Since much of what we were trying to do had no real precedent (at least that we were aware of), we often had to make it up as we go. Some of the unorthodox tricks we developed were things like a pressurized system to pump fluorescent paint through a costume, so the performer would change colors under blacklight. We devised all sorts of tricks with slides - things like small circles of light that would spotlight Jason's face, or geometric patterns that would interact with costume elements. We explored other uses for fluorescent materials such as attaching them to dancer's costume, and having her perform in a pitch-black environment, or painting the entire backdrop of a stage with fluorescent paint so it would "capture" a dancer's shadows in a flash of light.

We spend a lot of time a resources exploring techniques for the performer to directly create music from their choregraphy. This series of experiments, called "Body Language" ranged from simple triggers attached to Jason's body that would interface with a computer to generate musical tones or sound effects, to an invisible grid of infrared sensors that would control or create musical passages as a performer (or audience member) moved through them.

3. What was the Nashville experimental scenes like in the late 80s and early 90s?

Other than what Don Evan's was doing with his Little Marrowbone crew, there really wasn't much of one!  Tony Gerber was active with his Space for Music concepts, which focused mostly on music, but often included some performative elements. I did come across some theater people who were interested in pushing boundaries. Some of these people went on to start the Darkhorse Theater (which is still around I think). In fact, one of Mind's Eye's last performances as in fact the first public performance IN the Darkhorse space, at that time still rough and raw (we put the first coat of black paint on those walls!)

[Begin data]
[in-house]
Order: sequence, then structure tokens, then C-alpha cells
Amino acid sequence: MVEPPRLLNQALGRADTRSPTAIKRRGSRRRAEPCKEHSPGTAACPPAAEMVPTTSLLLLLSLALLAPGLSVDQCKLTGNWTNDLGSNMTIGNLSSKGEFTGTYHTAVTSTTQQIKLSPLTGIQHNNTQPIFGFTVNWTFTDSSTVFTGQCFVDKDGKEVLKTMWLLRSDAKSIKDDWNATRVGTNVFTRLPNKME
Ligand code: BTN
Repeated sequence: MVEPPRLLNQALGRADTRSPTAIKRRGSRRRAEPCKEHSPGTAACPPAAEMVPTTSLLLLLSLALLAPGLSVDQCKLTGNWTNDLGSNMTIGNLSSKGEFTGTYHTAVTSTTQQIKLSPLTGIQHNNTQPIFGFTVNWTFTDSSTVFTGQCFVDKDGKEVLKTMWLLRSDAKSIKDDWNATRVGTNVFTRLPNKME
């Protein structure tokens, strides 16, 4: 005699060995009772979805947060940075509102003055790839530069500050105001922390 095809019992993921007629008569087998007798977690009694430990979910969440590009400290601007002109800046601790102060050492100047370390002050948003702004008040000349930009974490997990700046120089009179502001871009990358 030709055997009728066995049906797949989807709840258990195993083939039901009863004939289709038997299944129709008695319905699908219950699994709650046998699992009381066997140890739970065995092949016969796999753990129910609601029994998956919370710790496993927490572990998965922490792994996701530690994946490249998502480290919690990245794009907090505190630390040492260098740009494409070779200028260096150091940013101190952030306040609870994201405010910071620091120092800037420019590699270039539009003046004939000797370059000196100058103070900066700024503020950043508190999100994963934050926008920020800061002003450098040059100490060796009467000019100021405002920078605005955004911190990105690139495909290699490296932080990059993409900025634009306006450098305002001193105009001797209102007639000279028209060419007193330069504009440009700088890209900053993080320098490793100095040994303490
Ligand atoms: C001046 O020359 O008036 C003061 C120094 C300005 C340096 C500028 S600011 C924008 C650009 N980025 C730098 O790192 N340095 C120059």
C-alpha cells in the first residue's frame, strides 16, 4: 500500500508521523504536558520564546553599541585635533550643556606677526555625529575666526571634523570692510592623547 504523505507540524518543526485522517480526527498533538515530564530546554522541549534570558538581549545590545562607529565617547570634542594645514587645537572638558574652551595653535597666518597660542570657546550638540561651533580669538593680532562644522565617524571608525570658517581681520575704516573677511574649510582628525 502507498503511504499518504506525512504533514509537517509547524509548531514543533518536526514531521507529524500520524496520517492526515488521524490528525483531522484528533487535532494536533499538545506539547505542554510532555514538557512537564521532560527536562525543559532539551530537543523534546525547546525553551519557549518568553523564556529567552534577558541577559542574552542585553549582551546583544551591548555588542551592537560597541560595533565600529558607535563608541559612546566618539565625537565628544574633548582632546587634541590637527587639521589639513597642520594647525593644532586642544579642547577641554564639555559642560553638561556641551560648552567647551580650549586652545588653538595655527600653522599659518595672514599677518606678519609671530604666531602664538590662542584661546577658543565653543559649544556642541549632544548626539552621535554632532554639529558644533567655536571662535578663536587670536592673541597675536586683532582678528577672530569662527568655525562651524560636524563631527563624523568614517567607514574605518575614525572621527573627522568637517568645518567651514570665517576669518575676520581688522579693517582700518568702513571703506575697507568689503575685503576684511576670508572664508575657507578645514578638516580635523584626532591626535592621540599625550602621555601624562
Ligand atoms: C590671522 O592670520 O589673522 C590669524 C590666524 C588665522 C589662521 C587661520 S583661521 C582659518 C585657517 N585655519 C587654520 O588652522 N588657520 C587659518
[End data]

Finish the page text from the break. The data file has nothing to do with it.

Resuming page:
4. Can you tell me about some of your other projects, both then in Nashville and now in Atlanta?

After Mind's Eye ran its course, I moved to Atlanta and started working with some of the people I had met during our hopping around the region. There were in fact a couple of Atlanta-based people who had been a part of our touring team. One in particular, dancer L.E. Udaykee (now Elle Trapkin) and I had a particular affinty. We started producing work under the name Gnosis - most of it with much more of a dance focus than Mind's Eye. We did some limited touring, and would include certain selections from the Mind's Eye repertoire, recast with different performers. Gnosis produced a wide range of work from 1993 thru 2004, when Elle retired from the stage. Our final event was a particularly grueling aerial dance piece, The Crossing, that convinced Elle that she had gone about as far as she could go in dance, given her age and her unwillingness to give anything less than 110% onstage. Today she is concentrating on film and television acting (in fact, you can see her in the upcoming pilot for the supernatural drama series "Outcast"). A Gnosis archival website is currently under development.

After Gnosis, I shifted my focus primarily to music. I've played, or am playing, in a range of ensembles, from free-improv electronic music, to prog rock, to David Bowie cover songs. In 2005, I joined the board of an Atlanta arts venue, Eyedrum, where I presented, or helped present, well over 100 experimental music and performance events from local and national artists. My tenure at Eyedrum is well beyond the scope of this interview, but suffice to say it was one of the most rewarding things I have had the honor of being involved with. Last year I moved out of active board status with Eyedrum and I have my eye on some exciting new collaborations - but nothing I'm ready to go public with at the moment.

5. Who are some of the up and comers in the Nashville and/or Atlanta experimental art scenes that you admire?

I really don't know much about Nashville's scene these days, but Atlanta has a whole slew of aspiring young artists doing amazing things. I really can't single anyone out because there are so many. Some names to watch for (dance/music/theater/etc): Dance Track, Lucky Penny, Faun and a Pan Flute, Shitty Bedford, Wade Tilton, Molly Harvey, Ex Somnium, Timothy Hand, Crossover, many more. Or just check the calendars of venues such as Eyedrum, The Goat Farm, The Mammal Gallery. Atlanta's experimental art scene is thriving - perhaps stronger than ever.

6. Do you have anything else you'd like to add?

Only that I've recently come to the revelation that if I'd known then what I know now, Minds Eye likely would not have happened. When Jason and I started doing our work, we had no rules, no expectations, and the only limits were our available resources. Today, there would be too many inner voices saying "you can't do that!" or "that will never work!". I've learned a lot, and experienced a lot, which is a good thing - but there is something to be said for inexperience and naivety, especially in art.